Advocating for life and social justice


By Barb Arland-Fye

Whether you’re focused on respect life or social justice issues, your participation is requested at the 18th Annual Iowa Institute for Social Action at St. Patrick Church in Iowa City. In fact, the focus of the Oct. 8 conference is bridging the gap that sometimes exists between respect life and social justice ministries.

“We have different groups, different charisms, but we are still one body and what moves us is not our individual issues, but rather love of God and love of neighbor,” says conference presenter Helene Paharik, MA. “Both groups realize the need for charity and justice. I use the analogy of a boat — if you have only one oar, you’re going to go around in circles. You need two oars to move the boat. We’ll get closer to God and one another if the oars are coordinated and we see the bigger picture — respect for life and the God-given dignity of the human person” — says Paharik, who directs the Pittsburgh Diocese’s Department of Human Dignity Secretariat for Evangelization and Social Concerns.

Through a PowerPoint presentation, song and prayer, Catholic Social Doctrine will be illuminated with particular emphasis on the “Compendium of the Social Doctrine of the Church,” the papal encyclicals “Caritas in Veritate” and “Deus Caritas Est” as well as statements by the U.S. Catholic bishops.


“Let’s put aside our identities as Republican or Democrat or Tea Party or pro-lifer or social justice person and simply put on our identity as a member of the body of Christ. We are all in this together,” said Tom Chapman, executive director of the Iowa Catholic Conference, which is co-sponsoring the conference with the state’s Catholic dioceses.

Paharik hopes to help participants see how the God-given dignity of the human person serves as the axis around which all social doctrine of Catholic teaching revolves. “What moves that axis is love, love of God. As a Church, when we understand that most deeply, collectively, our actions are more in tune with one another.” The goal of her talk, she said, is “help all of us to re-commit and re-consecrate ourselves to a deeper sense of collaboration in this endeavor. As practical examples, that might mean being patient with one another and listening to each other’s perspective.

“The world welcomes unity in the Church. But if the world sees Catholics arguing and bickering about what we’re going to do, who’s going to want to join our efforts to promote life, peace and justice?” So another image in Paharik’s presentation will be the Trinity, the ultimate manifestation of unity. “God is relationship, three people who love each other fully and completely.”

Paharik is convinced that it’s a great time, a critical time, to be a Catholic in a world which has lost its story.

“The Church helps us remember that story. It’s in the Church that we’re reminded who we are and how we ought to be together.” In the world, in the culture, is where the story plays out. “It’s loving and sharing and engaging in conversation and witnessing by the very nature we live our lives. As leaders in life and justice, I think we have to help people understand the truth. Where I learned this best was in my work in the Holy Land,” she said.

In 2005, Paharik and her husband, Jim, a sociology professor, took their four then-teenage children on pilgrimage to the Holy Land which led to a call to work and pray on behalf of Christians there. “We worked with the Benedictine monks of Dormition Abbey on Mount Zion in Jerusalem to envision Beit Benedict Peace Academy. I took a leave from full-time active diocesan ministry to volunteer as director of development for Beit Benedict from 2007-2010. My husband and I did needs assessments, developed program models and met with local peace builders and traveled back and forth to learn and serve the mission of Dormition Abbey to provide space for encounters that foster reverence and reconciliation.”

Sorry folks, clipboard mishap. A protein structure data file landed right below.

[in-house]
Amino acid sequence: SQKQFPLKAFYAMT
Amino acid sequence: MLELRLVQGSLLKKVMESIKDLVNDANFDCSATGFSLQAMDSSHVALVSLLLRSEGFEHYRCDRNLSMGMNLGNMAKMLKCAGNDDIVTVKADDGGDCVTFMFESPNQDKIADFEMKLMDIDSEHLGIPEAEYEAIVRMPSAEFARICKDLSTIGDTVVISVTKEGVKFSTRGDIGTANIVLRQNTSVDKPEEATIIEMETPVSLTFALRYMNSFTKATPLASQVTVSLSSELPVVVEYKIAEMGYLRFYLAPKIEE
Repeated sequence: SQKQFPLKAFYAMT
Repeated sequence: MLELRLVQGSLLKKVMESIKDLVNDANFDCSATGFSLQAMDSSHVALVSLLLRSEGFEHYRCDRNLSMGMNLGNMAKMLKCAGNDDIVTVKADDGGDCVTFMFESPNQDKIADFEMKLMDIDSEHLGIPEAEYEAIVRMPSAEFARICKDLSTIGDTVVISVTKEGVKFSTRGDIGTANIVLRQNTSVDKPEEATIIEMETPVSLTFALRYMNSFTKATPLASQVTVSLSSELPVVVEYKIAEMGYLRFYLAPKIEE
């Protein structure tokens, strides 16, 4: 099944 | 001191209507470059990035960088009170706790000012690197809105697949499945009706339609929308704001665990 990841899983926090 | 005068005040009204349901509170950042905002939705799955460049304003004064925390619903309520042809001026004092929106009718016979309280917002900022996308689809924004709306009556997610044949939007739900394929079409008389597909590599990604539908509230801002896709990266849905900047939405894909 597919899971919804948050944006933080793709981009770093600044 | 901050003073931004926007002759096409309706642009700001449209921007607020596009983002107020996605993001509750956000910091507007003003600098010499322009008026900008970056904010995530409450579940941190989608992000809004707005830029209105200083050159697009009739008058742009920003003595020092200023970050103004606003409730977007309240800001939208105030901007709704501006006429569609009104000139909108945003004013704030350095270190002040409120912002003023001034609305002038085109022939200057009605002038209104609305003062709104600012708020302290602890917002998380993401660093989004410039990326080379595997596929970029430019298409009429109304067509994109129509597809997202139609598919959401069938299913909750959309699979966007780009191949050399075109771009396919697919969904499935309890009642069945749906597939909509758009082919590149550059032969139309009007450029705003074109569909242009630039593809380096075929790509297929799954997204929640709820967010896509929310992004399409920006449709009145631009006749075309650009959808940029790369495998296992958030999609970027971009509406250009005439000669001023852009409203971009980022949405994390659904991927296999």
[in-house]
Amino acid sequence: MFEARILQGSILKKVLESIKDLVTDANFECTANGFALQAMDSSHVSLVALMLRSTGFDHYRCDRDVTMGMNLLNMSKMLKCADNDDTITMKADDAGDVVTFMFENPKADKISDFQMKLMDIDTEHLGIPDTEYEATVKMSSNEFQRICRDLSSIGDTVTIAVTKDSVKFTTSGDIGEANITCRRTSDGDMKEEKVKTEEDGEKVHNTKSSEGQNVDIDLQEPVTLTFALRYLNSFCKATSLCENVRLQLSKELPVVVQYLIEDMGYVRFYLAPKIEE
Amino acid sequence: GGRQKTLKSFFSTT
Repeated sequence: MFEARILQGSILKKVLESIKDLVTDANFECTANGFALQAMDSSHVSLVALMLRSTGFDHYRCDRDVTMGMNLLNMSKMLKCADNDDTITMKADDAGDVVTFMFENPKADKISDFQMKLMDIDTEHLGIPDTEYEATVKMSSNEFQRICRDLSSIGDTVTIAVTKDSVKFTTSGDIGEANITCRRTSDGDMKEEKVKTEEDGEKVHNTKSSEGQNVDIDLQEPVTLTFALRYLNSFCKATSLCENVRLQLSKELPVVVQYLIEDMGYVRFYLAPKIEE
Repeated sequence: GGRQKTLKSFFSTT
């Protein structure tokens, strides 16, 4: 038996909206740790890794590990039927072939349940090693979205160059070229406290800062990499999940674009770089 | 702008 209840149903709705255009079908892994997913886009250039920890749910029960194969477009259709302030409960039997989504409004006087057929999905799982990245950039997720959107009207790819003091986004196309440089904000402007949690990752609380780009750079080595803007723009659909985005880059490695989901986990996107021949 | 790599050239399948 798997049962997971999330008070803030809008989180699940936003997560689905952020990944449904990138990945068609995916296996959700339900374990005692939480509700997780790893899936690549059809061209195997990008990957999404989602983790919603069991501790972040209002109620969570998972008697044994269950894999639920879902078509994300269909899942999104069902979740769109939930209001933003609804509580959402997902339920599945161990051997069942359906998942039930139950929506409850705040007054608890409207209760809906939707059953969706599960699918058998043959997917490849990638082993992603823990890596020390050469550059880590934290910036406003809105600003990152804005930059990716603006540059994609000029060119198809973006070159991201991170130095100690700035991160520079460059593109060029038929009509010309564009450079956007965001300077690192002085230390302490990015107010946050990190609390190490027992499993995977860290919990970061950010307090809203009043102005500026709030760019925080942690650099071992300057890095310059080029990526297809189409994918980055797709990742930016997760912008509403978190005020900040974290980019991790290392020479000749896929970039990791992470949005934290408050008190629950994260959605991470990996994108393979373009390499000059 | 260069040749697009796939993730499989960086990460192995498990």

She marveled at the way Christians living under occupation in the West Bank witnessed to the faith. They practice “W’am,” an Arabic word meaning “cordial relations.” Their witness is a reminder of the four “R’s” of the Catholic faith: reverence (for the human person), reconciliation, reason (ours is a faith formed by reason), and resurrection (the hope that every Good Friday is followed by Easter).

Christians in Bethlehem, 80 percent of whose inhabitants are Muslim, are working on domestic violence intervention, forming men’s groups that deal with anger issues, striving to strengthen families and creating centers for mediation. 

In the United States, political and cultural polarization has led to such demarcations as red state Republicans and blue state Democrats. Paharik says Catholics should be thinking of themselves as “yellow,” the color associated with the Catholic faith. “We’re Catholic first.”

What: 18th Annual Iowa Institute for Social Action

When: Saturday, Oct. 8, 8 a.m. to 4 p.m. Registration begins at 8 a.m. Mass offered at 4:30 p.m.

Where: St. Patrick Church, 4330 St. Patrick Drive, Iowa City

Theme: Respect for Life and Dignity of the Human Person: Basis for All Social Concerns

Cost: $25 general admission, $10 for students. Includes registration, materials, continental breakfast and lunch

Who’s invited: Deacons, lay leaders, parish council members, priests, Sisters, Respect Life leaders, seminarians, and students

Sponsors: Catholic dioceses of Iowa and Iowa Catholic Conference

Registration: Go to for a downloadable brochure and to register. Or mail registration and payment to: Iowa Institute for Social Action, Iowa Catholic Conference, 530 42nd St., Des Moines, Iowa, 50312. Or call (515) 243-6256.

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